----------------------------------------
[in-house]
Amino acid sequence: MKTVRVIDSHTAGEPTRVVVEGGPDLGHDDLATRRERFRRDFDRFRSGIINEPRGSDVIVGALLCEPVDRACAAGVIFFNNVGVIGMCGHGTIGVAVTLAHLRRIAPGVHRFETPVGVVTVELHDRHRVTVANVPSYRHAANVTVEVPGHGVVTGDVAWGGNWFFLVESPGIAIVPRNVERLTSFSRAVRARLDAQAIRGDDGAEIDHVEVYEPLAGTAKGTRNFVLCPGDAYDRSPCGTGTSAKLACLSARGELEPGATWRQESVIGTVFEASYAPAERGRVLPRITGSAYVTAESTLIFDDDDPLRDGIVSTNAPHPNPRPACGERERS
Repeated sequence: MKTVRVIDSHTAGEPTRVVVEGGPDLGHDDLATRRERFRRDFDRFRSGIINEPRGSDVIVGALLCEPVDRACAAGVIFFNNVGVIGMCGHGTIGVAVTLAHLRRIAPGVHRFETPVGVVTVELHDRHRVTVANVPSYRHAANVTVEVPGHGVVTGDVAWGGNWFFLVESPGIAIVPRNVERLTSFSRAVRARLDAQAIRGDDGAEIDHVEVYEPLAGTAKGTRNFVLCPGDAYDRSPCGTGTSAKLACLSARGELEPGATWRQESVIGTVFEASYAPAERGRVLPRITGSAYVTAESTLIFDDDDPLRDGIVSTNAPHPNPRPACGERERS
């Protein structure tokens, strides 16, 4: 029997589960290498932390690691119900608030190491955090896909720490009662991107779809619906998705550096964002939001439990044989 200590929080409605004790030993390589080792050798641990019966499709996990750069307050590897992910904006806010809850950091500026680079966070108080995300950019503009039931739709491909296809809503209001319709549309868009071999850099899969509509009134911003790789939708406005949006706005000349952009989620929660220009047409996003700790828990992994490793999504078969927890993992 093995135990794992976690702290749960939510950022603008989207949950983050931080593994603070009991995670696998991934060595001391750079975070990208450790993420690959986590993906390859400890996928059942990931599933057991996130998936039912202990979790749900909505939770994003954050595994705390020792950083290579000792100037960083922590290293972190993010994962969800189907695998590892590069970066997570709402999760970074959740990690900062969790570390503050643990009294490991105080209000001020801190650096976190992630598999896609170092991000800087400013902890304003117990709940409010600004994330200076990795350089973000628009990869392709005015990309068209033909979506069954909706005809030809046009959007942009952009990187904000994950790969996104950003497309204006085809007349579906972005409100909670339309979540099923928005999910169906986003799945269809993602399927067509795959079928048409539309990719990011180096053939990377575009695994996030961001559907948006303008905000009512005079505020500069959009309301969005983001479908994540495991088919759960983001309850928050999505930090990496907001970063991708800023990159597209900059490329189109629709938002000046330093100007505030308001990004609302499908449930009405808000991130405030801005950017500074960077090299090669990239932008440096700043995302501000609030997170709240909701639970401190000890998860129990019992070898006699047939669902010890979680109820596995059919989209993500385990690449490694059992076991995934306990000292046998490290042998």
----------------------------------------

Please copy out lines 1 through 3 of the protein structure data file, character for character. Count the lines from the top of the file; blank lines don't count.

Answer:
[in-house]
Amino acid sequence: MKTVRVIDSHTAGEPTRVVVEGGPDLGHDDLATRRERFRRDFDRFRSGIINEPRGSDVIVGALLCEPVDRACAAGVIFFNNVGVIGMCGHGTIGVAVTLAHLRRIAPGVHRFETPVGVVTVELHDRHRVTVANVPSYRHAANVTVEVPGHGVVTGDVAWGGNWFFLVESPGIAIVPRNVERLTSFSRAVRARLDAQAIRGDDGAEIDHVEVYEPLAGTAKGTRNFVLCPGDAYDRSPCGTGTSAKLACLSARGELEPGATWRQESVIGTVFEASYAPAERGRVLPRITGSAYVTAESTLIFDDDDPLRDGIVSTNAPHPNPRPACGERERS
Repeated sequence: MKTVRVIDSHTAGEPTRVVVEGGPDLGHDDLATRRERFRRDFDRFRSGIINEPRGSDVIVGALLCEPVDRACAAGVIFFNNVGVIGMCGHGTIGVAVTLAHLRRIAPGVHRFETPVGVVTVELHDRHRVTVANVPSYRHAANVTVEVPGHGVVTGDVAWGGNWFFLVESPGIAIVPRNVERLTSFSRAVRARLDAQAIRGDDGAEIDHVEVYEPLAGTAKGTRNFVLCPGDAYDRSPCGTGTSAKLACLSARGELEPGATWRQESVIGTVFEASYAPAERGRVLPRITGSAYVTAESTLIFDDDDPLRDGIVSTNAPHPNPRPACGERERS